I talked earlier today to Mark Pieper, the Chicago-based agent for Erik Bedard (and then had to leave for my son’s basketball game before I could write it up). Pieper believes the one-year deal ($1.5 million base, pus incentives that could bring the total to $8.5 million) with a mutual option for 2011, is a win-win for his client and the Mariners.
“It’s the deal that made the most sense,” he said. “It’s the place Erik wanted to go. He got a lot of calls, a lot of interest.”
Pieper said about 17 teams inquired about Bedard, divided into three groups, in his estimation: “You had your group that did their homework, as far as putting an offer on the table. The second group talked about the parameters of a deal, and the third group was trying to still get comfortable with the medical situation.”
Bedard, he said, “was open-minded to going pretty much anywhere. He didn’t eliminate anyone. He had a lot of good dialogues and conversations. But he didn’t want to make any decisions until he had exhausted the opportunity with the Mariners, one way or the other. If they were going to be out, because of budget limit, or the makeup of their roster, or whatever, he wanted to hear that first.”
Pieper acknowledged that the timing of deal-making was difficult because of the uncertainty of Bedard’s health.
“You had to make sure you didn’t run off opportunity B, C and D while you were waiting for A,” he said. “But no one had to jump out and do something right away, because he was injured. Guys in Erik’s situation generally happen at the later end of free agency.
“For me, personally, all the moves the Mariners made, it made all the more sense to add Erik at the end. They’ve got a great rotation led by Felix and Cliff Lee, and a team that can make the playoffs. If Erik is healthy like we hope, with those three, they would be a tough team to beat in the playoffs.”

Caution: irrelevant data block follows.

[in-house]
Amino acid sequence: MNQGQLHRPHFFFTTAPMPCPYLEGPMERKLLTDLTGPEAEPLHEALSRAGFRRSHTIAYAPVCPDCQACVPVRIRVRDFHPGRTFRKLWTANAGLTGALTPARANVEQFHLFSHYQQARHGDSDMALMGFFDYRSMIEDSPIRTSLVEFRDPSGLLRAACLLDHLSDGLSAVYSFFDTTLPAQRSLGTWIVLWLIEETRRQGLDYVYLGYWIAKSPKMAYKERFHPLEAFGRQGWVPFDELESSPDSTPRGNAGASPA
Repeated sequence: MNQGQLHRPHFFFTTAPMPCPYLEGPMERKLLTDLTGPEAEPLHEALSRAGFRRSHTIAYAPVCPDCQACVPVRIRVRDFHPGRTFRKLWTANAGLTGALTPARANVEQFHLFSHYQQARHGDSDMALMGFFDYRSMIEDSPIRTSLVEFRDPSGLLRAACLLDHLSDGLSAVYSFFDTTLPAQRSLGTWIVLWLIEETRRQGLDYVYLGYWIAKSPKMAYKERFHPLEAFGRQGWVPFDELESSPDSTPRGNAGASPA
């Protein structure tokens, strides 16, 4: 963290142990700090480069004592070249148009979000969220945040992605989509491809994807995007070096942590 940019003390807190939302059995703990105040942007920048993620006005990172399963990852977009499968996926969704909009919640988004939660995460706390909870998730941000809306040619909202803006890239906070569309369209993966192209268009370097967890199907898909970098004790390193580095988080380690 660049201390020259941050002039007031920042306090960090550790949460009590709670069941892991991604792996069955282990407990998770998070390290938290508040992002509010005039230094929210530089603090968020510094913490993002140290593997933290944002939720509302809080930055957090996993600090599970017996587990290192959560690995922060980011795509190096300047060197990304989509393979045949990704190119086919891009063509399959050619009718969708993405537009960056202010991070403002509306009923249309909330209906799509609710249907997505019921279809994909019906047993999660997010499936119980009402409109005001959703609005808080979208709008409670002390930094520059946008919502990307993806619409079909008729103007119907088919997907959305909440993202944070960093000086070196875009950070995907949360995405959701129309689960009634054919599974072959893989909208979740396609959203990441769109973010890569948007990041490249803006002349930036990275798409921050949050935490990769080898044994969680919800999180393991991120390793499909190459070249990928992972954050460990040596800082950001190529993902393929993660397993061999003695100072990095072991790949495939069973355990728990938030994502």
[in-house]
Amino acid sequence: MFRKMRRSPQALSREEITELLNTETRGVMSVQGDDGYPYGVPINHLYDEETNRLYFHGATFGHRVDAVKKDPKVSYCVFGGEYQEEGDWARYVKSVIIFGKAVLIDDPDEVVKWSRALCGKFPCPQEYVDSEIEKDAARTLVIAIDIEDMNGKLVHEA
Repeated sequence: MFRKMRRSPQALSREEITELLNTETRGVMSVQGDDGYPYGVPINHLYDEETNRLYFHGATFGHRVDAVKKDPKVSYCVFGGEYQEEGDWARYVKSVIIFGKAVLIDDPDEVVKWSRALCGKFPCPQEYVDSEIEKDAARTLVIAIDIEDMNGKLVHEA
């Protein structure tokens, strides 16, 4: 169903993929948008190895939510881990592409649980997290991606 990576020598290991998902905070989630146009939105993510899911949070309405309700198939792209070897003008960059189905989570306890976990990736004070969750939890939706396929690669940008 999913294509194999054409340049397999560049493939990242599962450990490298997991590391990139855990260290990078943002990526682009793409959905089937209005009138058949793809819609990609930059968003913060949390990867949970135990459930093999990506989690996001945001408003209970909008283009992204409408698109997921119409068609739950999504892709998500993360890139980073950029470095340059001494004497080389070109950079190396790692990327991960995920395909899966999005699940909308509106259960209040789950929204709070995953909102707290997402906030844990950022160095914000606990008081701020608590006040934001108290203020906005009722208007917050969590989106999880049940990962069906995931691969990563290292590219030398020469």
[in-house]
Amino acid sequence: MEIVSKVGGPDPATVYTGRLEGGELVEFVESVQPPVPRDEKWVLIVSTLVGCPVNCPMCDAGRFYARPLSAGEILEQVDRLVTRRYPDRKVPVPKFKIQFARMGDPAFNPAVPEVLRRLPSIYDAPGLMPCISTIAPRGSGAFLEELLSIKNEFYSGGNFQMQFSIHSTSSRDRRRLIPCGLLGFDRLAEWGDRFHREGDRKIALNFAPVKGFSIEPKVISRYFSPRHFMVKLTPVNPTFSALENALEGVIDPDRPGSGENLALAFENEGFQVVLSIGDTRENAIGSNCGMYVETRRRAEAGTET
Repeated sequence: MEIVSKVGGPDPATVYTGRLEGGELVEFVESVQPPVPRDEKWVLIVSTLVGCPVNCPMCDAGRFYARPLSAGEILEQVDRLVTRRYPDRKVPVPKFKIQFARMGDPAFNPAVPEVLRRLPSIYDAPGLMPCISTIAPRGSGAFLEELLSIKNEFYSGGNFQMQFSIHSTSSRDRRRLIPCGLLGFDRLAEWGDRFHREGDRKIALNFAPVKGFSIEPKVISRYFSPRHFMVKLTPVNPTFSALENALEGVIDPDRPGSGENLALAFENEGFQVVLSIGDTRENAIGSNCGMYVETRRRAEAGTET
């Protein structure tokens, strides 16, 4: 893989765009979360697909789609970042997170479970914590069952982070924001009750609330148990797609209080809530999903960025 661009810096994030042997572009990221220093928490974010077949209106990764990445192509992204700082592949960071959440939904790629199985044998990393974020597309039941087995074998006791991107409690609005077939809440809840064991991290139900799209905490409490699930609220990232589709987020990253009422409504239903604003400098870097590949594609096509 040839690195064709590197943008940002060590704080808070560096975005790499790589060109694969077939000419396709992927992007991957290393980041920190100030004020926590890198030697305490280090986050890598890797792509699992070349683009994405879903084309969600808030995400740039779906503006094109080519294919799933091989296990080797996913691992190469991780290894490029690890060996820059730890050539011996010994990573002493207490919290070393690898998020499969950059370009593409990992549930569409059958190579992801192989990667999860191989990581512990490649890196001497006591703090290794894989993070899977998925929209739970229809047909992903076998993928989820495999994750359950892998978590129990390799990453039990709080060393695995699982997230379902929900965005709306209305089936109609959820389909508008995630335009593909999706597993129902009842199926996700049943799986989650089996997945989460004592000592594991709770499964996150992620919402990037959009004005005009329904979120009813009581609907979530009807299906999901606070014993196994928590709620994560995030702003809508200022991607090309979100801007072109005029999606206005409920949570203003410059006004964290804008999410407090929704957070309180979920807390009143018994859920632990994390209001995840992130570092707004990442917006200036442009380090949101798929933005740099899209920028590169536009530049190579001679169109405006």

As for Bedard’s health, coming off last August’s surgery to repair a torn labrum in his left shoulder, Pieper said Bedard is going off the estimation of Dr. Lewis Yocum, who performed the surgery.
“He told us eight to nine months, which puts you in April or May,” he said. “I do understand that there are reports all over the board. In fairness to other doctors, we’re going off Dr. Yocum. He’s the surgeon, he’s well respected, he’s the one that knows Erik best.”
Pieper added that Bedard is encouraged by how he feels in workouts at his Navan, Ontario home.
“The way Erik feels is consistent with being able to come back at that time,” Pieper said. “Anything can happen. We don’t want to over-promise. We’re going off the information we have,and that’s kind of the date we’re shooting for. If he comes back in the middle of May, boy, that would be outstanding.”
As for the mutual option for 2011, which begins at $8 million and can rise with escalator clauses tied to his 2010 performance, those typically are never exercised. If the player doesn’t have a good year, the team doesn’t want to take on the salary, and if he excels, he’ll want another shot at the open market.
But Pieper said, “I wouldn’t rule it out. Especially if the team has success, and they have that 1-2-3 punch in the second half of the season. No disrespect to anyone else in the rotation, but there’s something intriguing about that possibility. Once those moves were made, it got Erik that much more excited. Erik, unfortunately, because he’s gotten injured, hasn’t had a chance to pitch many meaningful games at the end of the season, and that’s very intriguing to him.”